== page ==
Iain MacKintosh: |
came from Scotland with
a banjo on his knee
An interview by Tom Knapp,
Iain MacKintosh's career as a Scottish folksinger and guitarist got off to a dismal start. When a friend asked for guitar lessons, MacKintosh gladly obliged. "But within a week, he was better than me," he said. "So I bought a banjo."
The banjo is not an instrument often linked with Celtic traditional music, but MacKintosh -- who dislikes the "traditional" label anyway -- has made it his own. "This was in 1959," he recalled. "Just about that time I saw Pete Seeger play in Glasgow. He was terrific ... and I fell in love with the instrument. I knew it was for me."
Now, his music is dominated by an eclectic mix of cultures. "I don't like to put a label on it," he said. "I'm not traditional. I'm not completely contemporary either. I sing a real mixture, songs I can believe in."
Drawing mostly from the Scottish and American folk traditions, MacKintosh said his music sometimes tells stories and is often political. Some songs, for instance, relate to the Scottish efforts to regain independence from England. "I try to find songs that say what I want them to say," he said. "If I can't find one, I'll write one."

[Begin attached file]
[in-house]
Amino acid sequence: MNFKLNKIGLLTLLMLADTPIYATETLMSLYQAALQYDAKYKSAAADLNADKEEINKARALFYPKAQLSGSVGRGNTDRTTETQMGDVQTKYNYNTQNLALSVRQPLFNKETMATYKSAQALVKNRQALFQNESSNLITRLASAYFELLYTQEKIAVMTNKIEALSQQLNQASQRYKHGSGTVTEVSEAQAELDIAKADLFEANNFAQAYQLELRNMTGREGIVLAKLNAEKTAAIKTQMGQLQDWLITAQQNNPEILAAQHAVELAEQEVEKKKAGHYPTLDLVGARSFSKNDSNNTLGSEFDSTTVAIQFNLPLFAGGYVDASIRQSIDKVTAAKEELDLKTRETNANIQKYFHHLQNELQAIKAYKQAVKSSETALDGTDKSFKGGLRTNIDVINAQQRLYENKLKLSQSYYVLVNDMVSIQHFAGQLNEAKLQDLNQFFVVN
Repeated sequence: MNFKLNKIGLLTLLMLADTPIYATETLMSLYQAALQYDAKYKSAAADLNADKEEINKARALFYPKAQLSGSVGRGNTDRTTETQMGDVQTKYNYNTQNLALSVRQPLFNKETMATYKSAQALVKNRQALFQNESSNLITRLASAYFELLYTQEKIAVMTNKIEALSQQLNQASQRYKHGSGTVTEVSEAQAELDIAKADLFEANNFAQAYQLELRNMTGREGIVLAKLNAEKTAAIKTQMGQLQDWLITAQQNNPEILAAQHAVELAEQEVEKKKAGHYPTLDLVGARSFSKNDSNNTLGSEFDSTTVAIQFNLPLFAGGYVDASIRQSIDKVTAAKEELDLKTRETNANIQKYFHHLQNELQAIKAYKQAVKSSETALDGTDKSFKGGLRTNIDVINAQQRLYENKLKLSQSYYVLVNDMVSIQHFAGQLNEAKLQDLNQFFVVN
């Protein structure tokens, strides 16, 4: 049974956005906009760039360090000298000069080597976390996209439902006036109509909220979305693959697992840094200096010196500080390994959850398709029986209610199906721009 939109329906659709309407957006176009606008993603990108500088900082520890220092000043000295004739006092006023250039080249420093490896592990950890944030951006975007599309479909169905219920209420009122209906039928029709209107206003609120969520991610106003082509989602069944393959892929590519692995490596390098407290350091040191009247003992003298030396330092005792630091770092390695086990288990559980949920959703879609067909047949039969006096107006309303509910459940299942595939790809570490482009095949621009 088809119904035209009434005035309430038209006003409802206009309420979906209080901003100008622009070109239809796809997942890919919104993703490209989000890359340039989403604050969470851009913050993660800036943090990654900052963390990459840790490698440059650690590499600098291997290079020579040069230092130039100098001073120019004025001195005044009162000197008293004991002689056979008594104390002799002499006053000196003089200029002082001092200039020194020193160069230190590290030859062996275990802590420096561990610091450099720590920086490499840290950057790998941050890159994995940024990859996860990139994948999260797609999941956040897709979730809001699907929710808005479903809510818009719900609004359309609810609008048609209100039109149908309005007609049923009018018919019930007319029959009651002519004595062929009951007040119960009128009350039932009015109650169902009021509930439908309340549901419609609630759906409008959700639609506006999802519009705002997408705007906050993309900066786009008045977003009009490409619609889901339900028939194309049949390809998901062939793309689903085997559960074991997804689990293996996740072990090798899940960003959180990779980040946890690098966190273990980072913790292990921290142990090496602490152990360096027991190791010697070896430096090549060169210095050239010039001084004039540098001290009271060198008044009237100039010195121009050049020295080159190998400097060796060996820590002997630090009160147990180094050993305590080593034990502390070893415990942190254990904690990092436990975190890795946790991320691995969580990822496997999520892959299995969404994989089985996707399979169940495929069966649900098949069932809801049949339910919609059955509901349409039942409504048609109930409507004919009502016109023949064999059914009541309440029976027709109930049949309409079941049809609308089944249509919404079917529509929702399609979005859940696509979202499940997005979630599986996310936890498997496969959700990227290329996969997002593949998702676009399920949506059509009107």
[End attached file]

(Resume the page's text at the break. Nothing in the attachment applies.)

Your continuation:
MacKintosh also plays concertina, harmonica and the electric bagpipe in his shows. The electric bagpipe, he explains, "looks like a Walkman with a tube coming out of it. People don't take it seriously."
MacKintosh doesn't always take himself seriously either, often poking fun at himself with whimsical tunes. Audiences at his live performances and people picking up any of his dozen or so solo albums can expect to hear humor mixed with melancholy as he runs through tunes well suited for adults and children alike.
"I'll make them think a bit for sure," he said of his music. "I'll make them sing a bit, I'll make them smile a bit. Hopefully they will listen and think about what they hear."
[ by Tom Knapp ]